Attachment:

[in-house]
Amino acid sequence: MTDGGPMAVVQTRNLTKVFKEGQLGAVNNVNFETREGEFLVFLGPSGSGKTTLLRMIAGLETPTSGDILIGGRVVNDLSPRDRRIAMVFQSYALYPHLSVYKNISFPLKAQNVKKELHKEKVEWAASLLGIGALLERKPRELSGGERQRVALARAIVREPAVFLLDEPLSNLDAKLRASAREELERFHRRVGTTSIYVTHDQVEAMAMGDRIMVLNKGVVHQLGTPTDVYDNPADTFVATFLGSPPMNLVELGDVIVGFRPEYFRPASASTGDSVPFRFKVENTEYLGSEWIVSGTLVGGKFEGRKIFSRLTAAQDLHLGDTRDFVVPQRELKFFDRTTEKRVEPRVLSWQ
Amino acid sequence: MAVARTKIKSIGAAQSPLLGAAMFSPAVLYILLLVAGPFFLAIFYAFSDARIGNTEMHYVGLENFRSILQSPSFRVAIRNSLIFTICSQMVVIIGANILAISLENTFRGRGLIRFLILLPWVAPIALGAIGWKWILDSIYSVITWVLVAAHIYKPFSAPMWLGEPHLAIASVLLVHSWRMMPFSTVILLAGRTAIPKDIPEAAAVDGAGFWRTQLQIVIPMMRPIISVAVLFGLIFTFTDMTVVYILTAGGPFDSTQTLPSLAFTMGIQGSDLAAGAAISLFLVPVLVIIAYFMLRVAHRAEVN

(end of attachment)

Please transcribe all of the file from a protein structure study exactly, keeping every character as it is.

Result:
[in-house]
Amino acid sequence: MTDGGPMAVVQTRNLTKVFKEGQLGAVNNVNFETREGEFLVFLGPSGSGKTTLLRMIAGLETPTSGDILIGGRVVNDLSPRDRRIAMVFQSYALYPHLSVYKNISFPLKAQNVKKELHKEKVEWAASLLGIGALLERKPRELSGGERQRVALARAIVREPAVFLLDEPLSNLDAKLRASAREELERFHRRVGTTSIYVTHDQVEAMAMGDRIMVLNKGVVHQLGTPTDVYDNPADTFVATFLGSPPMNLVELGDVIVGFRPEYFRPASASTGDSVPFRFKVENTEYLGSEWIVSGTLVGGKFEGRKIFSRLTAAQDLHLGDTRDFVVPQRELKFFDRTTEKRVEPRVLSWQ
Amino acid sequence: MAVARTKIKSIGAAQSPLLGAAMFSPAVLYILLLVAGPFFLAIFYAFSDARIGNTEMHYVGLENFRSILQSPSFRVAIRNSLIFTICSQMVVIIGANILAISLENTFRGRGLIRFLILLPWVAPIALGAIGWKWILDSIYSVITWVLVAAHIYKPFSAPMWLGEPHLAIASVLLVHSWRMMPFSTVILLAGRTAIPKDIPEAAAVDGAGFWRTQLQIVIPMMRPIISVAVLFGLIFTFTDMTVVYILTAGGPFDSTQTLPSLAFTMGIQGSDLAAGAAISLFLVPVLVIIAYFMLRVAHRAEVN